Polis touts recently passed ag bill benefiting Colorado growers while conserving more water
Gov. Jarod Polis came to some RVF communities to discuss the future of agriculture and water conservation.
Glenwood Springs Post Independent
Gov. Jared Polis made a few stops in the Roaring Fork Valley on Tuesday, ending his trip in Silt to talk about the future of agriculture and water conservation.
“We saw the future of agriculture today, the future of food production, and it’s a more sustainable future, which it has to be when we’re having these tough discussions about the Colorado River Compact and the changing nature of water in the west,” Polis said.
Polis recently signed House Bill 22-1301, which will utilize hydroponic indoor farming for controlled environment growing year-round in Colorado and use less water than traditional agriculture methods.
“With increased demand and increased population in Colorado, and decreased water, we have to be able to do this in a more efficient way, and this is an example that’s already been done in Europe,” Polis said. “There’s three or four large scale facilities in Colorado; this the largest. and we’re going to be seeing more.”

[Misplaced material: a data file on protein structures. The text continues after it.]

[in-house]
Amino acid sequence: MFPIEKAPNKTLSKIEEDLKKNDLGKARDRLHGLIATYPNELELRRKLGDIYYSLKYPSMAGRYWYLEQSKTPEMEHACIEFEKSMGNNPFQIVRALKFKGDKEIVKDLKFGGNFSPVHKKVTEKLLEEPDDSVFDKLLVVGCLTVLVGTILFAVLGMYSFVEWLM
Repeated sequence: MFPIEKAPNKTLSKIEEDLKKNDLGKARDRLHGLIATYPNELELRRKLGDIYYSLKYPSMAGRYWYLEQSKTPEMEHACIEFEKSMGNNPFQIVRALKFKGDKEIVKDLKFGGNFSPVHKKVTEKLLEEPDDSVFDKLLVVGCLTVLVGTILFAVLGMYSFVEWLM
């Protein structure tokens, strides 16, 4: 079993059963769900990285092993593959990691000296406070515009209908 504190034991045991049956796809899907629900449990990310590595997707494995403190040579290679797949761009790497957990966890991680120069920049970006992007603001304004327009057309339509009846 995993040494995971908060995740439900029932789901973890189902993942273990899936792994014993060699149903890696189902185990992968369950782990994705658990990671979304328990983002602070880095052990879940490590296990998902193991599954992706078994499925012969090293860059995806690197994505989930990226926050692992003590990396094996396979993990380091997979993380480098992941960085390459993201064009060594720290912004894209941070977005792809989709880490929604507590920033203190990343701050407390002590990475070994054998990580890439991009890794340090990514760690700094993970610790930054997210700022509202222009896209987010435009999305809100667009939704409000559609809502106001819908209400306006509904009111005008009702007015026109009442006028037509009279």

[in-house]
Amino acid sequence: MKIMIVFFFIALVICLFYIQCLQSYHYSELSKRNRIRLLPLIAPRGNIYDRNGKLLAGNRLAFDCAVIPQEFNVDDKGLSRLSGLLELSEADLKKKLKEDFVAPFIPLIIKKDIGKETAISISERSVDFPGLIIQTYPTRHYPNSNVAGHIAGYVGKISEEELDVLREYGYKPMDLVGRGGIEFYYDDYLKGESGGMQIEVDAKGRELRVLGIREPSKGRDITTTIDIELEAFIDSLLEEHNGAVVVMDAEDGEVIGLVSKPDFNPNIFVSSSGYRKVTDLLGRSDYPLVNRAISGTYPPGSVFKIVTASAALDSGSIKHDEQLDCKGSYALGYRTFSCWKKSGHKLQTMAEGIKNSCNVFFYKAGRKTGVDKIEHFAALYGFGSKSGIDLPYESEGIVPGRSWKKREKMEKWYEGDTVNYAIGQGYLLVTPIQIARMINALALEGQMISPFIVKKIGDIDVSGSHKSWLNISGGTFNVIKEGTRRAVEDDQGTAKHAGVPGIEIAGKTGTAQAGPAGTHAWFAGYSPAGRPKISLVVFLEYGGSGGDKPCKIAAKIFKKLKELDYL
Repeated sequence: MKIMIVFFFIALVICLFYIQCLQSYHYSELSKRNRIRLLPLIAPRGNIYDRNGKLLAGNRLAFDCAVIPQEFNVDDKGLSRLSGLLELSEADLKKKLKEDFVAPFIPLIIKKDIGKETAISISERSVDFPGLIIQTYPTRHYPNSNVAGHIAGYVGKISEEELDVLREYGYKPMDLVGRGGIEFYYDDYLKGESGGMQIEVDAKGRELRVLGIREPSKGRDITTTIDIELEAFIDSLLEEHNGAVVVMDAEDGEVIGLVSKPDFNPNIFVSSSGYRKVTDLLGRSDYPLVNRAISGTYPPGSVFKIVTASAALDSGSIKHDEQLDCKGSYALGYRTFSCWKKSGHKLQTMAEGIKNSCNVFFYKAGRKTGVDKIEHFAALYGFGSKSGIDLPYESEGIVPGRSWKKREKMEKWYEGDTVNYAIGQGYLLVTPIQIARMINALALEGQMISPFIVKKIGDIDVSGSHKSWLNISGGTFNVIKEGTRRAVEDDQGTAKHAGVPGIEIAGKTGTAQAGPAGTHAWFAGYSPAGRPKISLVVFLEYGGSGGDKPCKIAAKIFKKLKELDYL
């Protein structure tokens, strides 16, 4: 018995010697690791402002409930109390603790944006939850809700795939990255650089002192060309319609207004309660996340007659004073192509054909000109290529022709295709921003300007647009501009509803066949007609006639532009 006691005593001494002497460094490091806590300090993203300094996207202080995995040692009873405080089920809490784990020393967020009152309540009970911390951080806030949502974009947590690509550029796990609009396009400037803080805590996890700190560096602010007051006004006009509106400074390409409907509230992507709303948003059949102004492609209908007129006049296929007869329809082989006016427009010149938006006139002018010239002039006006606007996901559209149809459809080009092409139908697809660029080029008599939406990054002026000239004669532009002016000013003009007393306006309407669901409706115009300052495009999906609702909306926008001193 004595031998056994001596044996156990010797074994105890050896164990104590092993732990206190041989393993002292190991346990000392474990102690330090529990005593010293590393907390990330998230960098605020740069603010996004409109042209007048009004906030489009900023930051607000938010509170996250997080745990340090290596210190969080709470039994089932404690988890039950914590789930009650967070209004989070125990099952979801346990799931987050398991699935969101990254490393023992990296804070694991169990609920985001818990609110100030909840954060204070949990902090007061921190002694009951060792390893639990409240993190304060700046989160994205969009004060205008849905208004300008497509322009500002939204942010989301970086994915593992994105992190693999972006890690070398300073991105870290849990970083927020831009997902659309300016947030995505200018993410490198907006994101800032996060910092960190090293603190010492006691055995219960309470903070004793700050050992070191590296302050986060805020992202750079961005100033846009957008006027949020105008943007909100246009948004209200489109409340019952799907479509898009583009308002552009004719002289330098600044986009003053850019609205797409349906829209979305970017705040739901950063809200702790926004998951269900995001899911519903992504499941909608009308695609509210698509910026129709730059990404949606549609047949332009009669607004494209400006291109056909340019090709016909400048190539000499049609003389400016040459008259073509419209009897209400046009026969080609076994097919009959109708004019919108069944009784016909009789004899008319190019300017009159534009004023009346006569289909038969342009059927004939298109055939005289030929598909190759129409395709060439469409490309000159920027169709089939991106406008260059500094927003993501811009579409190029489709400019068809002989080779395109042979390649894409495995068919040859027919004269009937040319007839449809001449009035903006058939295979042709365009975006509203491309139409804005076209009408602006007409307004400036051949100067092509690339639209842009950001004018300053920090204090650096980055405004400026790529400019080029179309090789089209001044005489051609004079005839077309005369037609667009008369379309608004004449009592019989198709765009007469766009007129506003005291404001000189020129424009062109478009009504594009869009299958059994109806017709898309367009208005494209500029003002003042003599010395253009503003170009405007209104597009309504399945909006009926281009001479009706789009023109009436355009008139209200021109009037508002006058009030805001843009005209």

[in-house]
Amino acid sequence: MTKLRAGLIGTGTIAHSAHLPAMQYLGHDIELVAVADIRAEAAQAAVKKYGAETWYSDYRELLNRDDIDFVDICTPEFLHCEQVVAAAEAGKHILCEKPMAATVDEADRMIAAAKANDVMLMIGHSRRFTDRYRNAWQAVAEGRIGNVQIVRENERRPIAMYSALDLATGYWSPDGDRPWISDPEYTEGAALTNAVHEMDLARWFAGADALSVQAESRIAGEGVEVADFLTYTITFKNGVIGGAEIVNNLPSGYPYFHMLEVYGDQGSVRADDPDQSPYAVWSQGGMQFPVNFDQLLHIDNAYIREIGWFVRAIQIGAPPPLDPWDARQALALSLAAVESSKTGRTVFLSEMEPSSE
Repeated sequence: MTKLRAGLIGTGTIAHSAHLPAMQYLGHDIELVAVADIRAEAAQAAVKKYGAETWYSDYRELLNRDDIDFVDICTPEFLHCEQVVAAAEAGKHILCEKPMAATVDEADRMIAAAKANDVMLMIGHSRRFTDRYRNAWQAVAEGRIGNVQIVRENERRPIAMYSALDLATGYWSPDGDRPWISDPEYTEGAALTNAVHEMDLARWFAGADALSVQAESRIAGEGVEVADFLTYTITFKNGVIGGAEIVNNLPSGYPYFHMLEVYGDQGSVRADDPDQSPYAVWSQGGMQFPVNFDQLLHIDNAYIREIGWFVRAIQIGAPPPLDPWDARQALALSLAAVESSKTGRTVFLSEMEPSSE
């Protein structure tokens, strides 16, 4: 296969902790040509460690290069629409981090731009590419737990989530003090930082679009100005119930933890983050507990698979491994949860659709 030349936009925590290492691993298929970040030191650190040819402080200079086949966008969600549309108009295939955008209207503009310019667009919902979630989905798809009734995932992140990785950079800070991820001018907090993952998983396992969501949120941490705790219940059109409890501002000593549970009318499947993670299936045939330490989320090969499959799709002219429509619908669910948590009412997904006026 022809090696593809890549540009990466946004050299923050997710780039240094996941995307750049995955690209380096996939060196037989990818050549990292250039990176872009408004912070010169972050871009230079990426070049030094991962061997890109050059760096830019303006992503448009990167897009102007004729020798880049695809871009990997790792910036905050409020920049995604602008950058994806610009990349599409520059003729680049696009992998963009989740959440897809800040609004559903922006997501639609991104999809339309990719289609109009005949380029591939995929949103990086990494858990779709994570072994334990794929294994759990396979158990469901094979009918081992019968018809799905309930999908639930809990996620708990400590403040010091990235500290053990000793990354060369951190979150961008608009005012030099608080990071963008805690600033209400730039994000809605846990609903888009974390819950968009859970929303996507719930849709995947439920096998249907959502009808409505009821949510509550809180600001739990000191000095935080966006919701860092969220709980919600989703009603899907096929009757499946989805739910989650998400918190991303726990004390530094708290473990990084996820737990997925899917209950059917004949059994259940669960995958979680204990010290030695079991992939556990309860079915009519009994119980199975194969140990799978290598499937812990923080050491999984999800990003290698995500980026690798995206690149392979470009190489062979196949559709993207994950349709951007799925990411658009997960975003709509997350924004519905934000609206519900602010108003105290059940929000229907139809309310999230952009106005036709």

Spring Born has no runoff and recycles all of its water, and it also takes the once-used soil in the growhouse and redistributes it to the ranch, which helps to improve the ranch operations, Spring Born President Charles Barr said.
The lettuce is then packaged onsite, lowering the cost of having it moved to a packing company.
“Bringing all that value add on to the farm at a tax free basis lets farmers earn more money, and it lets them reap more of the rewards that they’ve created,” Barr said. “So that is really the thing that I like to stress about that bill.”
The building that Spring Born operates in was a $30 million expense financed by the United States Department of Agriculture, and the Colorado Commercial Property Assessed Clean Energy.
“They do these loans for rural development and for agriculture,” Barr said. “So a lot of people don’t realize that if you want to do a sort of development in a rural area that’s not agriculture related, the USDA will support you for them.”
The company has 16 employees, only two of whom moved in from outside of the county. Barr is ready to expand production to open on weekend days and to have a mirrored greenhouse on the opposite side of the building.
The chief operating officer of RH recently said the retailer’s presence will invigorate downtown Aspen by day and wake it up at night, but they’ll need some help from the Aspen Historic Preservation Commission.
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